Dimitris Poulopoulos

Machine Learning Engineer | Researcher

Learning Rate - Catching Coronavirus mutations using NLP

07 January 2021

Catching Coronavirus mutations using NLP

Natural Language Processing (NLP) has taken off during the second half of the previous decade. It continues to do so, with innovations like OpenAI’s DALL·E we discussed in the last edition of the Learning Rate. Like GPT-3, language models can generate coherent paragraphs of text, perform rudimentary reading comprehension, machine translation, question answering, and document summarization.

Recent breakthroughs are due to novel neural network architectures, called Transformers, which were introduced in 2017. Like Recurrent Neural Networks (RNN), the Transformers are designed to handle sequential data, making them the perfect model candidate for natural language.

Still, RNNs, specifically Long Short Term Memory (LSTM) cells, remain a powerful idea if applied thoughtfully. In a collaborative effort by scientists from MIT and Harvard, Brian Hie et al. used NLP to predict viruses mutations that could make those pathogens undetectable by our immune system. It is well known that viruses can mutate, but not all mutations are good at infecting a host. Thus, the authors of the paper Learning the language of viral evolution and escape, published in Science, had a brilliant idea: what if we view viruses’ mutations as modifying a sentence’s semantics by altering certain words? Moreover, what if we say that harmful mutations remain grammatically valid, while mutations that do not do a good job at infecting a host are invalid?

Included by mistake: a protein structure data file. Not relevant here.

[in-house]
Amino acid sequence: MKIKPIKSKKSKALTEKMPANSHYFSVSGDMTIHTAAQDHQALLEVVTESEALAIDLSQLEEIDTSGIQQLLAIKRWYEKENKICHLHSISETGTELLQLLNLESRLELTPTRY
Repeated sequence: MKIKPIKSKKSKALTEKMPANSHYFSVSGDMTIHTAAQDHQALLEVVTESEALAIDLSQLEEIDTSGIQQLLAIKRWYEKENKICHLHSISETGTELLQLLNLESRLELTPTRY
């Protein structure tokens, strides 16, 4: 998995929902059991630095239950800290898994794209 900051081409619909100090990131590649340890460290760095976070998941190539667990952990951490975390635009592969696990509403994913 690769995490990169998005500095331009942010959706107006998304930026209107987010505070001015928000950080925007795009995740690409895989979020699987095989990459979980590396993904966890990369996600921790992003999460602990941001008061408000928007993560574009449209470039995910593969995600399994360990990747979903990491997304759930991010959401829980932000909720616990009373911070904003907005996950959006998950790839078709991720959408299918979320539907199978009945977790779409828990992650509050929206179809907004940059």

The team tested this approach to try and predict mutations of viruses like HIV and one coronavirus strain. Read the full story and how analogies like this can break new frontiers in the field on their excellent blog post.

This week on Medium

In the previous week, we examined the world of Visual Studio Code and how it can help you work remotely, launch and edit Jupyter Notebooks, and supercharge it with various extensions.

This week we examine how we can create and manage our own VS Code Server, to complete the cycle. Working from home is not the same as remote working. Remote working means working from any location, anywhere in the world, 24 hours a day. So, what if you could package VS Code alongside your project dependencies and create a truly flexible environment, fulfill the dream of remote working, or onboarding new team members without any hassle? Read more about this on Medium.


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Image by Miroslava Chrienova from Pixabay